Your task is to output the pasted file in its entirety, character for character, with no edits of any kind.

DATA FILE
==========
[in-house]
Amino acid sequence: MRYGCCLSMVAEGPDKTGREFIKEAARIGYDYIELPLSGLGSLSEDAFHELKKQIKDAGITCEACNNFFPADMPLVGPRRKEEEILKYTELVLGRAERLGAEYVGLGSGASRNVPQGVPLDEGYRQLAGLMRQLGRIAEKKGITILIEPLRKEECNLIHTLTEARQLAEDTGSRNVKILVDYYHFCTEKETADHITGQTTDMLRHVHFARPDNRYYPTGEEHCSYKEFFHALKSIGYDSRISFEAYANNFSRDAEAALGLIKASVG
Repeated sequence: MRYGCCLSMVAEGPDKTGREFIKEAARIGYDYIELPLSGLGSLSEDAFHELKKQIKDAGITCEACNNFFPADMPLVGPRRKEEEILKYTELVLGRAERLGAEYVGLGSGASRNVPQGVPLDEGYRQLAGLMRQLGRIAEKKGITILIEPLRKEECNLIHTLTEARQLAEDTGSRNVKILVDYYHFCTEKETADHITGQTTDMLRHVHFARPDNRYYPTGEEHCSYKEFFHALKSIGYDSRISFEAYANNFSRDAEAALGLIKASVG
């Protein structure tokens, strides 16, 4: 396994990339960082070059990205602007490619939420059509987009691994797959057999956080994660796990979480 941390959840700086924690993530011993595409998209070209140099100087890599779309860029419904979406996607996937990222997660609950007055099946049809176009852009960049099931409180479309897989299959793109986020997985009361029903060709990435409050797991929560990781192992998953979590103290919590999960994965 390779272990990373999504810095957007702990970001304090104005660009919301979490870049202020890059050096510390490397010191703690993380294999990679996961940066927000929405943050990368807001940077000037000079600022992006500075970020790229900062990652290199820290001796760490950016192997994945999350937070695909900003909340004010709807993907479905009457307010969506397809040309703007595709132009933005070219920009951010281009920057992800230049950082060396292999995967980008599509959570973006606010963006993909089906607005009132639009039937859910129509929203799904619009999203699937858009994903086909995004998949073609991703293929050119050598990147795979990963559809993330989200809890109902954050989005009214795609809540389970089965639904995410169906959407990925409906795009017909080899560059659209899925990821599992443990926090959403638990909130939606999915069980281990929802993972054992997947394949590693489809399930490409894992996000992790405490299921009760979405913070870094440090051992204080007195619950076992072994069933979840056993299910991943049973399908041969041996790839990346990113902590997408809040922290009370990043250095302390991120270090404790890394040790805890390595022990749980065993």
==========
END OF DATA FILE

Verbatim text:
[in-house]
Amino acid sequence: MRYGCCLSMVAEGPDKTGREFIKEAARIGYDYIELPLSGLGSLSEDAFHELKKQIKDAGITCEACNNFFPADMPLVGPRRKEEEILKYTELVLGRAERLGAEYVGLGSGASRNVPQGVPLDEGYRQLAGLMRQLGRIAEKKGITILIEPLRKEECNLIHTLTEARQLAEDTGSRNVKILVDYYHFCTEKETADHITGQTTDMLRHVHFARPDNRYYPTGEEHCSYKEFFHALKSIGYDSRISFEAYANNFSRDAEAALGLIKASVG
Repeated sequence: MRYGCCLSMVAEGPDKTGREFIKEAARIGYDYIELPLSGLGSLSEDAFHELKKQIKDAGITCEACNNFFPADMPLVGPRRKEEEILKYTELVLGRAERLGAEYVGLGSGASRNVPQGVPLDEGYRQLAGLMRQLGRIAEKKGITILIEPLRKEECNLIHTLTEARQLAEDTGSRNVKILVDYYHFCTEKETADHITGQTTDMLRHVHFARPDNRYYPTGEEHCSYKEFFHALKSIGYDSRISFEAYANNFSRDAEAALGLIKASVG
């Protein structure tokens, strides 16, 4: 396994990339960082070059990205602007490619939420059509987009691994797959057999956080994660796990979480 941390959840700086924690993530011993595409998209070209140099100087890599779309860029419904979406996607996937990222997660609950007055099946049809176009852009960049099931409180479309897989299959793109986020997985009361029903060709990435409050797991929560990781192992998953979590103290919590999960994965 390779272990990373999504810095957007702990970001304090104005660009919301979490870049202020890059050096510390490397010191703690993380294999990679996961940066927000929405943050990368807001940077000037000079600022992006500075970020790229900062990652290199820290001796760490950016192997994945999350937070695909900003909340004010709807993907479905009457307010969506397809040309703007595709132009933005070219920009951010281009920057992800230049950082060396292999995967980008599509959570973006606010963006993909089906607005009132639009039937859910129509929203799904619009999203699937858009994903086909995004998949073609991703293929050119050598990147795979990963559809993330989200809890109902954050989005009214795609809540389970089965639904995410169906959407990925409906795009017909080899560059659209899925990821599992443990926090959403638990909130939606999915069980281990929802993972054992997947394949590693489809399930490409894992996000992790405490299921009760979405913070870094440090051992204080007195619950076992072994069933979840056993299910991943049973399908041969041996790839990346990113902590997408809040922290009370990043250095302390991120270090404790890394040790805890390595022990749980065993």